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Tuesday, 16 April 2013

Individual Blog Post 2 - Thoughts So Far (compressed)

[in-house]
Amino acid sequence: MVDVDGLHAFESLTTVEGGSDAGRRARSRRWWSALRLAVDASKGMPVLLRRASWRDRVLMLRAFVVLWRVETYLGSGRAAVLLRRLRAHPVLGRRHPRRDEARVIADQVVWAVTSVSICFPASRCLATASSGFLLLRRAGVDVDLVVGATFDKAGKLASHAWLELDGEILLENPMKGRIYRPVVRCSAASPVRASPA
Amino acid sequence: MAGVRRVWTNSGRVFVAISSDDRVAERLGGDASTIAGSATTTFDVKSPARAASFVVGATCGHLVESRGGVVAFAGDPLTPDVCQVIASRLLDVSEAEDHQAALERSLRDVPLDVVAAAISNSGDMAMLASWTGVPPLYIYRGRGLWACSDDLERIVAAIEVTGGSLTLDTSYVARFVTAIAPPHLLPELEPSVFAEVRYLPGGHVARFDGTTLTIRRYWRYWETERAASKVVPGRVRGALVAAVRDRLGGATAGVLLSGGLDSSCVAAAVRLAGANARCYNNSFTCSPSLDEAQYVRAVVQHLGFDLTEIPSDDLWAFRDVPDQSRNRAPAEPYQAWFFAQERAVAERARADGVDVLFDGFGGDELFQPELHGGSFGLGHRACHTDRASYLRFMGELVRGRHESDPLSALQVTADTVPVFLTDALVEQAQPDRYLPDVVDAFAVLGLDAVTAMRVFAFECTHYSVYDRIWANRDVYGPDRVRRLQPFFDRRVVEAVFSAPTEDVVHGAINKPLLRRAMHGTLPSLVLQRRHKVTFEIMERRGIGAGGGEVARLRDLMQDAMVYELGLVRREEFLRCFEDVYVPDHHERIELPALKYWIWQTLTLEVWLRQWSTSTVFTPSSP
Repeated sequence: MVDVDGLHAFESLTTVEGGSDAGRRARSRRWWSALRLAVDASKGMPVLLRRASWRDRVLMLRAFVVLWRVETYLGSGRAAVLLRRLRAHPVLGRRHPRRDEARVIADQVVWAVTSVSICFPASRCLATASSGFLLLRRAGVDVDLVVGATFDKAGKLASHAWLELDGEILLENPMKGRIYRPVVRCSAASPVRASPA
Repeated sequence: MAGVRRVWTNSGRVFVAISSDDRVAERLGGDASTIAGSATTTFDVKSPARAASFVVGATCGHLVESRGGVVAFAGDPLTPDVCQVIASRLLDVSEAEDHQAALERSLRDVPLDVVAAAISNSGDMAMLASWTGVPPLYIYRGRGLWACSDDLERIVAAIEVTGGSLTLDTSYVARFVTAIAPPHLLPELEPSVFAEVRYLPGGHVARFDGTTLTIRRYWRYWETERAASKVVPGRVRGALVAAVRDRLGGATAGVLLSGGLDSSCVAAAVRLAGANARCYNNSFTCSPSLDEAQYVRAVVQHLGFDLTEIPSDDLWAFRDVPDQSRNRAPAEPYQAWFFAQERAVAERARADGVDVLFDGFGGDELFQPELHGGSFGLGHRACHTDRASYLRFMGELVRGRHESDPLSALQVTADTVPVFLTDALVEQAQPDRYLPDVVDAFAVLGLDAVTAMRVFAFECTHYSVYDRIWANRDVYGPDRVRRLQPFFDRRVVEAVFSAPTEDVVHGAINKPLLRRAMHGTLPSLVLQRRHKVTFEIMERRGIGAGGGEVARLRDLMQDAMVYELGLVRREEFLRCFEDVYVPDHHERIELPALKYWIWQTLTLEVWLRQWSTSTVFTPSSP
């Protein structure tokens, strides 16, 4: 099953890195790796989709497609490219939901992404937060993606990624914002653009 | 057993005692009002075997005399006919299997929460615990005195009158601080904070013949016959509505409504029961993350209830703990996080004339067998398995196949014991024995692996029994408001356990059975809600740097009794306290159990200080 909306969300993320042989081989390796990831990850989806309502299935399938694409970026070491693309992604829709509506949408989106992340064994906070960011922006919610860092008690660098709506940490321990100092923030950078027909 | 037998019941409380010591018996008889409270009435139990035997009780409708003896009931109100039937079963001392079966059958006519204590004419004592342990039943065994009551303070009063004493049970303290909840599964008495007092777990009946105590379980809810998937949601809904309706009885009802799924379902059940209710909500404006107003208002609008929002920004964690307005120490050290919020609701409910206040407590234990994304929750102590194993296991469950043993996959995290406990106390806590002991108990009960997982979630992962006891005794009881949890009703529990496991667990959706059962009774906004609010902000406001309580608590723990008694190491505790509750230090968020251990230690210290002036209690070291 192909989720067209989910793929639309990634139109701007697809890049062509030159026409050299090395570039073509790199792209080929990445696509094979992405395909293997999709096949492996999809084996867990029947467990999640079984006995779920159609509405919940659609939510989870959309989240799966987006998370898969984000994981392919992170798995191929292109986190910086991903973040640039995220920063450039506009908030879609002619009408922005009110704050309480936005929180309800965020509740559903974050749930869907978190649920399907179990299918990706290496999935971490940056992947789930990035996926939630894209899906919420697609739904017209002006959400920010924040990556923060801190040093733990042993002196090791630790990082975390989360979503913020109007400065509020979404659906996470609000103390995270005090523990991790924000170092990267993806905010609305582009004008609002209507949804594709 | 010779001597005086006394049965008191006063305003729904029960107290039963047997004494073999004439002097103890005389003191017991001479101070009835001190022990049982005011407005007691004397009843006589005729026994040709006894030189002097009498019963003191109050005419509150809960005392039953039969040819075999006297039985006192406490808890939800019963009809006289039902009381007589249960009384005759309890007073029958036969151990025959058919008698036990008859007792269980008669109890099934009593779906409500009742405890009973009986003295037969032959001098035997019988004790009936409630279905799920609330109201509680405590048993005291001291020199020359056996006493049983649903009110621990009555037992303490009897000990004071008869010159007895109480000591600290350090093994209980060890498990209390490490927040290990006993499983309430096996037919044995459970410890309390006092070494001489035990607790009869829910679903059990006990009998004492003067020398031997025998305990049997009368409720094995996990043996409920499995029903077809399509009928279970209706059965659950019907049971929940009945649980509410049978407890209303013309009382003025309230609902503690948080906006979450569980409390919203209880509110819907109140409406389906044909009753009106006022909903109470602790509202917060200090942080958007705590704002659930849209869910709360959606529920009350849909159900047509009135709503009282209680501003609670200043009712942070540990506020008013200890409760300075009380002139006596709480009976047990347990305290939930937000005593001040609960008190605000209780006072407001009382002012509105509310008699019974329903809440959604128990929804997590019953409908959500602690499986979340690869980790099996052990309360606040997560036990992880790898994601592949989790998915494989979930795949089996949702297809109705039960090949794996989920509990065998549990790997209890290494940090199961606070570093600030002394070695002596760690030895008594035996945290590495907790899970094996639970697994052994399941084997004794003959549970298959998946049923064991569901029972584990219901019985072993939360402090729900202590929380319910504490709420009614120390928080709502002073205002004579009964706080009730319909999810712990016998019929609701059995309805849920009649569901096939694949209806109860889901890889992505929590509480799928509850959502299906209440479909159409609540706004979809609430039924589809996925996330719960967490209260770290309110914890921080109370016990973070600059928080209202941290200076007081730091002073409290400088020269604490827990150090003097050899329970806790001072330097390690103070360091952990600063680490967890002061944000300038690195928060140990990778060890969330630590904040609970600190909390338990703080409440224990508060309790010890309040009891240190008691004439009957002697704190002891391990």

Matt was isolated and uneducated his whole life.  I really think this influenced his perspective of what was happening. He didn’t know what pain was. I guarantee this emphasizes that El Patrón wanted to keep Matt very safe and “intact” until he needed him. He doesn’t really know what to say when he meets other kids. Only the television has given him any exposure, but even that is limited and 99% fictional. He can tell certain things, like Rosa’s resentment of him because the other servants were looking down on her. He viewed everyone but Celia, El Patrón, Tam Lin, and possibly Maria as his tormentors. His lack of education showed up many times in the first segment of the book, but it really seemed to tail off after that, which confused me. He starts receiving education from a teacher who does the same lessons over and over, and seems to be able to do them perfectly. The book didn’t specify the subject matter all too much, except that he was learning about reading and writing, as well as counting. Now, what little education he did have (before “Teacher”) was very Christian, which methinks shows that Celia intended to hang on to what she could bring with her from Aztlán. The fact that a cast of characters provided for Aztlán leads me to believe that either Matt will go there, or there will be a chapter or two regarding Celia’s history. This might uncover a reason that Celia never used some of her time off to educate Matt. It could also be that she was ALWAYS either working or sleeping. I also found that Celia’s mother-son relationship with Matt to be a strong indication of the author being a mother. Perhaps she views herself as a Celia–esque character? Celia might literally mean, when she says mi vida, my life. El Patrón may have threatened or created a punishment for her if Matt got hurt. This further strengthens El Patrón’s role as a Prantagonist. He is nice to some, but utterly ruthless with others. His former desire to survive (I think) fermented into a desire to be powerful, and his instincts morphed The Big House into a Darwin like hall of survival.

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